Olympics 2012: What to Watch Friday

Highlights from Thursday's action, plus what's worth watching today
Staff Writer

Because the Olympics are too HUGE to watch them all...we're breaking down each day’s broadcast coverage to bring you an action-packed daily blueprint that is sure to capture the drama and pageantry, the inspiring successes and (hilarious, we hope) disappointments that make the Olympics so special. So grab the remote control, pull up an easy chair and let the games begin!

Team USA drubbed Australia 86-73 in women's basketball, winning its 40th straight Olympic game, and advancing to its fifth straight gold medal game (which will be against France). Check out this thoughtful piece about America's most dominant—and most ignored—Olympic team.

Usain Bolt took gold in the men's 200m, tying the second fastest time—19.32 seconds—ever run in that event. Leading a Jamaican sweep of the event (Yohan Blake took silver and Warren Weir took bronze), he also became the first person in history to win the 200m in two consecutive Olympics. American Wallace Spearmon took fourth.

American Ashton Eaton is officially the world's greatest all-around athlete, having won gold today in the two-day decathlon with the highest score ever achieved—8,869—in Olympic competition. Teammate Trey Hardee won silver with 8,671.

Team USA won its third straight gold in women's soccer in a 2-1 victory over Japan, avenging its 2011 World Cup loss. Carli Lloyd scored both goals for the Americans. Canada shut out France 1-0 for the bronze.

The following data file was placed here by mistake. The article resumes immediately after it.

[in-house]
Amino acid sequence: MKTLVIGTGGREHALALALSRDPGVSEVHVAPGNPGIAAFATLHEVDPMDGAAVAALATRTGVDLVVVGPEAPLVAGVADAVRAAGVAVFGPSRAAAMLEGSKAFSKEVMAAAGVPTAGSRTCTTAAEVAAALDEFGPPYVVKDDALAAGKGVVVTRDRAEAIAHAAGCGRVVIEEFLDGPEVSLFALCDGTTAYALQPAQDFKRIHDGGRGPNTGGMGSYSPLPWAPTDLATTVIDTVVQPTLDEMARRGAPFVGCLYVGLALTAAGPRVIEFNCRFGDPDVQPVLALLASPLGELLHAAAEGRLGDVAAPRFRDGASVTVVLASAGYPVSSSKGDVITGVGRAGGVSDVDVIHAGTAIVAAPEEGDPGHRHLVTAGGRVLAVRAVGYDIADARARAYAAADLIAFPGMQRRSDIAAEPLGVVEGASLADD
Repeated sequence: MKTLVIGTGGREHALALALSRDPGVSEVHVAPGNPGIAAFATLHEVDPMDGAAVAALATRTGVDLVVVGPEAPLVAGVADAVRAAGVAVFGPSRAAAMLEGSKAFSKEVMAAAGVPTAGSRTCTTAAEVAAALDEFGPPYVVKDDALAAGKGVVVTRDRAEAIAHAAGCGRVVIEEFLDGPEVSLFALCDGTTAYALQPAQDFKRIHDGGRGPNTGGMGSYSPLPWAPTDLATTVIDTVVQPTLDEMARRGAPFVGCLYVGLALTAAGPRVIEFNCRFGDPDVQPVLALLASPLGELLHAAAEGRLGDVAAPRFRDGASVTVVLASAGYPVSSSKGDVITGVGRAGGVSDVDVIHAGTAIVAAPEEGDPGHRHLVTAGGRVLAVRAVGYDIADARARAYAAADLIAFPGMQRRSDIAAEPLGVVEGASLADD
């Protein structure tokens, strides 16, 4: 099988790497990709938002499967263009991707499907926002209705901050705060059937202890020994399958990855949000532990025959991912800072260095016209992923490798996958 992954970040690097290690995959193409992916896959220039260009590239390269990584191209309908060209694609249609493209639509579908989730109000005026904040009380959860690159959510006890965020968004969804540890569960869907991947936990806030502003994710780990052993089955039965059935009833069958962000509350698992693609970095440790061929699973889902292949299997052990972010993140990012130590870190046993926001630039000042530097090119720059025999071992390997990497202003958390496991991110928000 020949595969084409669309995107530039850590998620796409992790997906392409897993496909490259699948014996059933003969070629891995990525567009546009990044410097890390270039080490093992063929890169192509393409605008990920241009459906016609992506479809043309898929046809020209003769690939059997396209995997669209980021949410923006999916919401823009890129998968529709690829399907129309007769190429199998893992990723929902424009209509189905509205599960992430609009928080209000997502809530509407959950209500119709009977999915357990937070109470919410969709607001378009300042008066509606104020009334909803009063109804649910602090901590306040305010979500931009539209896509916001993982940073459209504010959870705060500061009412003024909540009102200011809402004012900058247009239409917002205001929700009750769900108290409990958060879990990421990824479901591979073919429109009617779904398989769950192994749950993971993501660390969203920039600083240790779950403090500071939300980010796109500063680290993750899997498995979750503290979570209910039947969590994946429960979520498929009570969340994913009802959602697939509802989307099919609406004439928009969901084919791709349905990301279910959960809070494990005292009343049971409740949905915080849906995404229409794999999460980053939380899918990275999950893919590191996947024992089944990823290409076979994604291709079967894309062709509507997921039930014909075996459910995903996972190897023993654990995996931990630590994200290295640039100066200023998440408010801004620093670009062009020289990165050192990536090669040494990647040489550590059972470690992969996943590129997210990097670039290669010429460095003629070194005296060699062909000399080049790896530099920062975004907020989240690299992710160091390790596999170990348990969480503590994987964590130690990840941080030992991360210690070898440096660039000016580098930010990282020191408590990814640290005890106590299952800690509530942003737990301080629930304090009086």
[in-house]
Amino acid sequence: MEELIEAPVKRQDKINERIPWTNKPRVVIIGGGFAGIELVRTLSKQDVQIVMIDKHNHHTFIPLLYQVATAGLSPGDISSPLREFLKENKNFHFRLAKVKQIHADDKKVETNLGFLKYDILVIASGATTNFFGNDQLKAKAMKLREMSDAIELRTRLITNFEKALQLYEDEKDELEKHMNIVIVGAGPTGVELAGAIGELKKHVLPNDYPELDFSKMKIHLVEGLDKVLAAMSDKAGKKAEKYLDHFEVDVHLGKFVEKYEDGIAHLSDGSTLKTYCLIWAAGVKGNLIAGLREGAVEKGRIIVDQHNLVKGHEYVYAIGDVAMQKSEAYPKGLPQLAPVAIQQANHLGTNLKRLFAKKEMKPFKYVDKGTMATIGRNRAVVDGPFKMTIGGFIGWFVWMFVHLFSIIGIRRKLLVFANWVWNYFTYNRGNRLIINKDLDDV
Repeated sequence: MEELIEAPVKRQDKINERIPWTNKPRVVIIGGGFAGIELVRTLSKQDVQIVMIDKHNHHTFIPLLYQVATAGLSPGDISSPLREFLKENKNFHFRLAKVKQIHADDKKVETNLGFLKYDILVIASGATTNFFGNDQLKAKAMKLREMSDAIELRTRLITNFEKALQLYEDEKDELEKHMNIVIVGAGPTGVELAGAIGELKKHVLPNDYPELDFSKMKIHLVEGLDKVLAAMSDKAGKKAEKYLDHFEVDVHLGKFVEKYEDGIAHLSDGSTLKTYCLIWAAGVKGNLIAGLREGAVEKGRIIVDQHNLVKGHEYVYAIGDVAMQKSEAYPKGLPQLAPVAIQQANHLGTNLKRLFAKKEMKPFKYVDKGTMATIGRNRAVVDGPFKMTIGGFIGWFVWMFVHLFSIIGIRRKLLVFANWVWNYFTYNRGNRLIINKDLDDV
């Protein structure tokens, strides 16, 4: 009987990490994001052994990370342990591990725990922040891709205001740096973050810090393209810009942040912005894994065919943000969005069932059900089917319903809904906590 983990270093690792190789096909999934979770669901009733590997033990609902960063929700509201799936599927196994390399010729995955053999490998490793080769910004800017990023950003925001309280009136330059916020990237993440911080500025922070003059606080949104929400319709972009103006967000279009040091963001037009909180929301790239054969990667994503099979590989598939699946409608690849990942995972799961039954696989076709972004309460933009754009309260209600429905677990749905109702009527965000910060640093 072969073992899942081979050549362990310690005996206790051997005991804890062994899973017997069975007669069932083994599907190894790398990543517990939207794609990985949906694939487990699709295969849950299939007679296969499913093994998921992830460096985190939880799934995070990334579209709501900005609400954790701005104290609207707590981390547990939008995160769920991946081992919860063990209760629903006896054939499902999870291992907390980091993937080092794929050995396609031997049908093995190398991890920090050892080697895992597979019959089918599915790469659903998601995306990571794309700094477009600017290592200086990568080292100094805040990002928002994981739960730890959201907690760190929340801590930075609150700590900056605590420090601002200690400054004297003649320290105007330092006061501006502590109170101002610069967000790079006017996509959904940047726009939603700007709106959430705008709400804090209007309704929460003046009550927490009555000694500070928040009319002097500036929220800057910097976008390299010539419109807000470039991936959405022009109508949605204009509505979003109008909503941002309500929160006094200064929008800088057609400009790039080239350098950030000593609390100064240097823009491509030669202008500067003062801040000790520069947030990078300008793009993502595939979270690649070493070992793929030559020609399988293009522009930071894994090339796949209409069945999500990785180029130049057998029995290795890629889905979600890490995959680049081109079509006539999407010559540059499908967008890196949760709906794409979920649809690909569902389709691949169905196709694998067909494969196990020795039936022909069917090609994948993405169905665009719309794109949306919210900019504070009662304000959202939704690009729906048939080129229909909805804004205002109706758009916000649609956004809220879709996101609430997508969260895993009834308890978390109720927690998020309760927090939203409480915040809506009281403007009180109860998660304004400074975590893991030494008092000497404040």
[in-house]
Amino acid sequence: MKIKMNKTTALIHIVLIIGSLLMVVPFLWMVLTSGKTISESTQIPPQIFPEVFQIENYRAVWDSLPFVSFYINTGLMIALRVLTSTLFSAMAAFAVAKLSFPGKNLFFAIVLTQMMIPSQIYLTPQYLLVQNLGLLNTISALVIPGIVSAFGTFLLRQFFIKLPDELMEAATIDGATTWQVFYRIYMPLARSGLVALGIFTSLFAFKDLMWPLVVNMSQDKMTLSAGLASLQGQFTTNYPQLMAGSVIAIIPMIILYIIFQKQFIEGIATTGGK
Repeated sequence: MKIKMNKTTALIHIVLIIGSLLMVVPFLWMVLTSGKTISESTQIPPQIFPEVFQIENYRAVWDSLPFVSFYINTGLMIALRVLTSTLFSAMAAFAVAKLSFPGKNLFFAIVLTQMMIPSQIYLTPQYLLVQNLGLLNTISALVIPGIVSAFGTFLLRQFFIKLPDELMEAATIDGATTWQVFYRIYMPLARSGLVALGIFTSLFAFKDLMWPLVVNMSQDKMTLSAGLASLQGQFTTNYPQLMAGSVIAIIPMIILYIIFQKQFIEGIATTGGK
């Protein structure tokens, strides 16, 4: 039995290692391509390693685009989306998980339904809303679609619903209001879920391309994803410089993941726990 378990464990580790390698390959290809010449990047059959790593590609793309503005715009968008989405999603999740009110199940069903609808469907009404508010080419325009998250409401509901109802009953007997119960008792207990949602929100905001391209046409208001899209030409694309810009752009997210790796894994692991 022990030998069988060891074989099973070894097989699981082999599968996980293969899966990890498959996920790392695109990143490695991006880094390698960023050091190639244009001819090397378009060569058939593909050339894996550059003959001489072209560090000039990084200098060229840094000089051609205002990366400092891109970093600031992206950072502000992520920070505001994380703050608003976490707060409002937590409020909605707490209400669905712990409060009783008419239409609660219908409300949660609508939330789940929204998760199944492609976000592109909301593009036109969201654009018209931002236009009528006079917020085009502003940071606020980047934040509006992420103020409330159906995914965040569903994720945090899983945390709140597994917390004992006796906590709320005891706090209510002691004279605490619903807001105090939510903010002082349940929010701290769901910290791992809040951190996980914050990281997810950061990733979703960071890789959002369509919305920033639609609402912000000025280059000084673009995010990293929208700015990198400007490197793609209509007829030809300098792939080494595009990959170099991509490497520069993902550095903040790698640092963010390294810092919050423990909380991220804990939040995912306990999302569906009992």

Connor Fields (USA) advanced to tomorrow's BMX finals, winning each of three qualifying heats. Also, in an unrelated heat, all but one rider crashed in a hilarious/terrible moment.

In the 4x400m relay qualifying heats, American lead-off runner Manteo Mitchell broke his leg halfway around the track, but still held on for a respectable finish time of 46 seconds. His team finished second, good enough to qualify for tonight's finals. It's uknown who will replace him in the final (Angelo Taylor, Kerron Clement and Nick Symmonds are all possibilities), but Team USA is talent-rich at this distance.

Seventeen-year-old Claressa Shields won America's first-ever gold in women's boxing, taking down Russian Nadezda Torlopova 17-12 in the middleweight division.

Kenya's David Rudisha broke his own world record on his way to gold in the men's 800m.

A field of 25 women swam 6.2 miles in the open water swim (also known as the 10k marathon), and it still came down to a photo finish between Hungarian Eva Risztov (1:57:38.2) and American Haley Anderson (1:57:38.6). Martina Grimaldi of Italy took bronze.

Team USA doubled up in the triple jump, with Christian Taylor taking gold (17.81 meters) and Will Claye winning silver (17.62 meters).

The American women's water polo team avenged their finals loss from the Beijing Olympics, overpowering Spain 8-5 for the gold medal.

Swimming—Men's 10k Marathon (11:30-11:45am, 12:30-12:45pm, NBC)
This 6.2-mile open water swim event is like a triathlon—all legs and elbows flailing about in close proximity on a lake—without the biking and running portions, of course. One (of 25) of those sets of sharp limbs in today's final will belong to Alex Meyer, the only American in the race and a fourth place finisher at the 2012 Worlds.

Track & Field—Men's 4x400m Final (8pm-12am, NBC)
The U.S. men qualified second to the Bahamas (same time, photo finish), despite their lead runner breaking his leg halfway through his lap. They are still considered top medal contenders. See above for more info.

Track & Field—Women's 4x100m Final (8pm-12am, NBC)
The U.S. women dominated the qualifier for this race, beating their closest opponents by nearly 0.7 seconds (for reference, the time between 2nd and 8th place was 0.43 seconds). They are gold medal favorites.